In this year’s UEFA European Championship, the Germans emerged from the “Group of Death” undefeated and secured a spot in the semifinals after an explosive, offensive quarterfinal against Greece. Germany’s team of young, offensive strikers lead the tournament in goals and have left everyone wondering if there is a team in this contest with the defense to stop them.
“The European Championship is like a Formula 1 race without the warm-up. You have to make a good start and get off the grid straight away; there are no easy games,” said German head coach, Joachim Löw, in a press conference after Germany’s first tournament victory over Portugal.
Mario Gomez, Germany’s highest-scoring forward in the tournament, has been brilliant against some of the European Championship's strongest teams—he netted the game-winning goal against Portugal and scored two goals against the Netherlands, the 2010 FIFA World Cup runner-up. These goals have Gomez locked in a four-way tie for the most goals in the tournament, alongside Alan Dzagoev of Russia, Mario Mandžukić of Croatia and Cristiano Ronaldo of Portugal.
However Gomez hardly carries the German offense single-handedly like Cristiano Ronaldo arguably does for Portugal. Instead, Gomez is just one of many essential cogs in Germany’s relentless offense.
Leading the Euro 2012 in passing is forward Bastian Schweinsteiger—one of six German players in the top 10 for most passes in the tournament, which is an indicator of Germany’s cunning ability to move the ball in their opponent’s end.
German forward Lukas Podolski is the team’s go-to free kicker. Podolski scored the first goal against the Danes and his monstrous shot makes him a danger from anywhere in the 18-yard box.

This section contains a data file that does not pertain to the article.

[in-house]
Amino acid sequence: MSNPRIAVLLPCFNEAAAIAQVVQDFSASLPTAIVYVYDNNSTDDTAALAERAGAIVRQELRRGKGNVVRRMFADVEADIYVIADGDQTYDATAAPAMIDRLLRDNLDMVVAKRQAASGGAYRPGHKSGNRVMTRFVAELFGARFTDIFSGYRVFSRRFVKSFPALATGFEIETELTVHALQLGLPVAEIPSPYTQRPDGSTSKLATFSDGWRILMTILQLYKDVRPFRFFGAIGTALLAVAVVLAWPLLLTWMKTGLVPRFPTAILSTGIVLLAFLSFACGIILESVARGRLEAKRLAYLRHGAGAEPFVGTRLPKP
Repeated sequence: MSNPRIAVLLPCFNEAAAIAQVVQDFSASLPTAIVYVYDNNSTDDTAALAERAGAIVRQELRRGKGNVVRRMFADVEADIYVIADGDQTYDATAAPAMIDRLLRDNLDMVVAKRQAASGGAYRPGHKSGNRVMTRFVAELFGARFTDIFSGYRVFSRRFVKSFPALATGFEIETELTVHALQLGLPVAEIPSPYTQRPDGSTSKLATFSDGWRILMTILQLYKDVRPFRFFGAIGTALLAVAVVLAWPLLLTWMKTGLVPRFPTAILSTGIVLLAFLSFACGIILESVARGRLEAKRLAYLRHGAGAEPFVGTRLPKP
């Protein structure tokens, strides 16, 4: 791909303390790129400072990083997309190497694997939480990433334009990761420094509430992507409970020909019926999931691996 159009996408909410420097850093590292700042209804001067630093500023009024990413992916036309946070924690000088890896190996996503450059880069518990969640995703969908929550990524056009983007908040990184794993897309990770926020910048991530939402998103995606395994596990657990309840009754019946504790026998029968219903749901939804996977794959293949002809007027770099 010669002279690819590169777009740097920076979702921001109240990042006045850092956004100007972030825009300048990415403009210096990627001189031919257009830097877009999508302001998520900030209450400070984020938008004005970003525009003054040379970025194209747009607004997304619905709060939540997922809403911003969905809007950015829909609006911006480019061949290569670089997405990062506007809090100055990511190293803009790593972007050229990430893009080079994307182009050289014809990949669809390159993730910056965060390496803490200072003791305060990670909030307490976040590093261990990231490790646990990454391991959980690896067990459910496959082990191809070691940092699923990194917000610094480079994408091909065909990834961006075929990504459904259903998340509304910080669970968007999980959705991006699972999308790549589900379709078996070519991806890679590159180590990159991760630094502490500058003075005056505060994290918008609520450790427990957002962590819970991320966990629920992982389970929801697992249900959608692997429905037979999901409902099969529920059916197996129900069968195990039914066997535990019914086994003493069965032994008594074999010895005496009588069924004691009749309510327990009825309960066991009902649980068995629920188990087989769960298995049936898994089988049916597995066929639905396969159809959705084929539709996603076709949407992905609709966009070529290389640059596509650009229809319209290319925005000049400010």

Germany’s midfielders are also getting the offensive job done effectively. Midfielder Lars Bender had a game-winning goal against Denmark, making him one of three German midfielders with a goal.
German Midfielder Mesut Özil has yet to score but is tied for most assists in the European Championship—two of which took place in the quarterfinal against Greece.
While Germany’s offense is firing on all cylinders, the team must tighten up its defense—especially when strong defensive teams like Italy and Spain are still alive in the tournament.
“We scored the first goal in the match, and then they scored, partly because we played too carelessly, and at some points also too slowly. We made some mistakes,” said German defenseman Phillipp Lahm in a press conference after the team’s quarterfinal victory against Greece. “We definitely have to avoid doing that in the semifinals.”
Italy and Spain thrive on taking chances away from their opposition and ultimately pose the biggest threat to the Germans. While strong offense is a valued asset to the Germans, the team must boost its defense to win the European Championship.